Critic's Choice for the week of July 24-30, 2002 

Girls kick butt in the city, a Hammond master plays Yoshi's, jazz greats gather in Concord, and a feminist opera runs in Oakland.

ROCK

There's so much going on for Ladyfest that we'll just pass you to www.ladyfestbayarea.org to see the schedules, but suffice it to say that the Wednesday-Sunday San Francisco shindig features writers, artists, speakers, and, of course, bands like the Donnas, Bratmobile, and the All-Girl Summer Fun Band. (Katy St. Clair)

Something super-fun is planned for this Sunday at the Ivy Room. It's a Dance-A-Thon to raise cash for the Rockridge Library's teen advisory. Such local artists as Drunk Horse, Persephone's Bees, the Moore Brothers, and Bart Davenport will be on hand, with each performing a version of "Everybody Dance Now" by C&C Music Factory. God help us all. Harold Ray Live in Concert will also appear. God help us all. DJ Kitty will spin and MC Rocky will "rap." Everyone gets a number for the contest, and prizes will be handed out for stamina, best outfit, good attitude, and cheating. The fun starts at 6 p.m. 510-524-9220. (K.S.)

JAZZ

Joey DeFrancesco, bad boy of the Hammond B-3, begins a four-night run at Yoshi's on Thursday, hot on the heels of a new Concord Jazz album titled Ballads and Blues. He's joined by longtime drummer Byron Landham and new guitarist Craig Ebner. 510-238-9200. (Lee Hildebrand)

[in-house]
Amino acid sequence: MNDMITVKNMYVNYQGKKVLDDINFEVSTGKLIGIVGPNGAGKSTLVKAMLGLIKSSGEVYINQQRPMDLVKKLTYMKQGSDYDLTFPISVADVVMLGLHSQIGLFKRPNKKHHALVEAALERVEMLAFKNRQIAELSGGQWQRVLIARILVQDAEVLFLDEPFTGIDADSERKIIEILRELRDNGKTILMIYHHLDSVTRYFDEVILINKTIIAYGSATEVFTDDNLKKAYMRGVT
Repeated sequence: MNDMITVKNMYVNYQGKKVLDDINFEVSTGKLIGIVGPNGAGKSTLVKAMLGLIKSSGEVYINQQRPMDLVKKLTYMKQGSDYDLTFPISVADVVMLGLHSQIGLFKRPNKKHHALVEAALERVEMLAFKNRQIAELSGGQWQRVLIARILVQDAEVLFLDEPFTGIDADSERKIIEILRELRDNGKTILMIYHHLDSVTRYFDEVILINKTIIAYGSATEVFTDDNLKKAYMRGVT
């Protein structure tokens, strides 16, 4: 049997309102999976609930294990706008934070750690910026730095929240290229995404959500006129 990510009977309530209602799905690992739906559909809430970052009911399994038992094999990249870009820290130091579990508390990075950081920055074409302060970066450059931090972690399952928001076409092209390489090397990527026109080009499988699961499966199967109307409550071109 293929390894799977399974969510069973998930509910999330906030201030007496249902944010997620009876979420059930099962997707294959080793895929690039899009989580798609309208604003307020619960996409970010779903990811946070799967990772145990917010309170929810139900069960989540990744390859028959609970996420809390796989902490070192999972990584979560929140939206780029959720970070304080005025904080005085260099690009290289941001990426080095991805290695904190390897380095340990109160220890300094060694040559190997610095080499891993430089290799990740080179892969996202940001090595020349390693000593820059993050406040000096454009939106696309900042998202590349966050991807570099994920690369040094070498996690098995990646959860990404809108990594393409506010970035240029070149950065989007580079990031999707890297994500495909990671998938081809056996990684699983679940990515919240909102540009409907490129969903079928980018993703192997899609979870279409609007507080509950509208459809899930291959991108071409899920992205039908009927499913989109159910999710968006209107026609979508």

Concord Jazz Records may have moved to Beverly Hills earlier this year, but the festival out of which it evolved lives on in the city of its birth. This weekend's 34th annual Fujitsu Concord Jazz Festival at the Chronicle Pavilion features several current and former Concord artists. Labelmates Nnenna Freelon and Curtis Stigers perform in a vocal summit on Friday, in which onetime Concord artist Ernestine Anderson and non-Concord singer Jane Monheit also take part. Saturday's accent is on Latin jazz, with a powerful roster boasting trumpeter-pianist Arturo Sandoval, piano great Eddie Palmieri (now with Concord Picante), Bay Area percussion master John Santos, and a band co-led by Mario Grillo, Tito Rodriguez Jr., and Tito Puente Jr., sons of three late mambo kings. 510-625-8497. (L.H.)

Woody Allen made a logical choice when he picked Howard Alden -- heir to a rich tradition of swing guitar virtuosity associated with George Van Eps, Carl Kress, and Bucky Pizzarelli -- to dub the parts for Sean Penn in Sweet and Lowdown. The New York-based musician (a longtime Concord Jazz artist) makes a rare Bay Area appearance Sunday at Enrico's on Broadway in San Francisco. 415-982-6223. (L.H.)

MALIAN

Launched in the 1950s, the Super Rail Band mixes indigenous folk strains of its Malian home with Afro-Cuban dance rhythms and American rock guitars and drums to produce one of the most influential and infectious sounds in world music. Last year's American tour brought unanimous rave reviews and an overflow crowd to Ashkenaz, where, led by charismatic singer-guitarist Djelimady Tounkara, the octet returns on Thursday. 510-525-5054. (Larry Kelp)

OPERA

Composer, arranger, pianist, and teacher Mary Watkins brings a work-in-progress production of Queen Clara, her feminist opera about American Red Cross founder Clara Barton, to the Oakland Metro for three performances starting Thursday. Conducted by Susan Swerdlow, with a libretto by Lance Belville, the opera focuses on Barton's pioneering professional achievements and her tantalizing love affairs. 510-763-1146. (Jason Serinus)

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